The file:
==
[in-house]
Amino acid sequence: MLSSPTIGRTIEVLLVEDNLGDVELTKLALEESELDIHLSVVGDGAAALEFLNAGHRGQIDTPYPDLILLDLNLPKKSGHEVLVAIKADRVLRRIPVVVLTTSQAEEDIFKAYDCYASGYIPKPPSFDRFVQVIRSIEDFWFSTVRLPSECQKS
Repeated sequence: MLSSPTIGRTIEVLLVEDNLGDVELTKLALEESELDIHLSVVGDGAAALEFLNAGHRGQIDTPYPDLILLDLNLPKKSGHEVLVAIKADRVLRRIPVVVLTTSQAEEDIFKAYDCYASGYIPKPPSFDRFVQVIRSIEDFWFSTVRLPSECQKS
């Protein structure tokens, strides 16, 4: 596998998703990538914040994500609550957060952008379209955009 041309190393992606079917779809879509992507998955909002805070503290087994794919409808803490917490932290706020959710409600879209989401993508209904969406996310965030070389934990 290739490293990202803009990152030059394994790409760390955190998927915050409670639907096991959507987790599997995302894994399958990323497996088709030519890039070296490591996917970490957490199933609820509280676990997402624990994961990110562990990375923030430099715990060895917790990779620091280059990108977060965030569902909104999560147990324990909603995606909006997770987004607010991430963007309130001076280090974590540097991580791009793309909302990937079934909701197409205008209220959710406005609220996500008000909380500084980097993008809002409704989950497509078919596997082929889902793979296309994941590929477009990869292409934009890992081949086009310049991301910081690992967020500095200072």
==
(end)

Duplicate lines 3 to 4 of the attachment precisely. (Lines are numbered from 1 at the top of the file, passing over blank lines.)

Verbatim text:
Repeated sequence: MLSSPTIGRTIEVLLVEDNLGDVELTKLALEESELDIHLSVVGDGAAALEFLNAGHRGQIDTPYPDLILLDLNLPKKSGHEVLVAIKADRVLRRIPVVVLTTSQAEEDIFKAYDCYASGYIPKPPSFDRFVQVIRSIEDFWFSTVRLPSECQKS
């Protein structure tokens, strides 16, 4: 596998998703990538914040994500609550957060952008379209955009 041309190393992606079917779809879509992507998955909002805070503290087994794919409808803490917490932290706020959710409600879209989401993508209904969406996310965030070389934990 290739490293990202803009990152030059394994790409760390955190998927915050409670639907096991959507987790599997995302894994399958990323497996088709030519890039070296490591996917970490957490199933609820509280676990997402624990994961990110562990990375923030430099715990060895917790990779620091280059990108977060965030569902909104999560147990324990909603995606909006997770987004607010991430963007309130001076280090974590540097991580791009793309909302990937079934909701197409205008209220959710406005609220996500008000909380500084980097993008809002409704989950497509078919596997082929889902793979296309994941590929477009990869292409934009890992081949086009310049991301910081690992967020500095200072």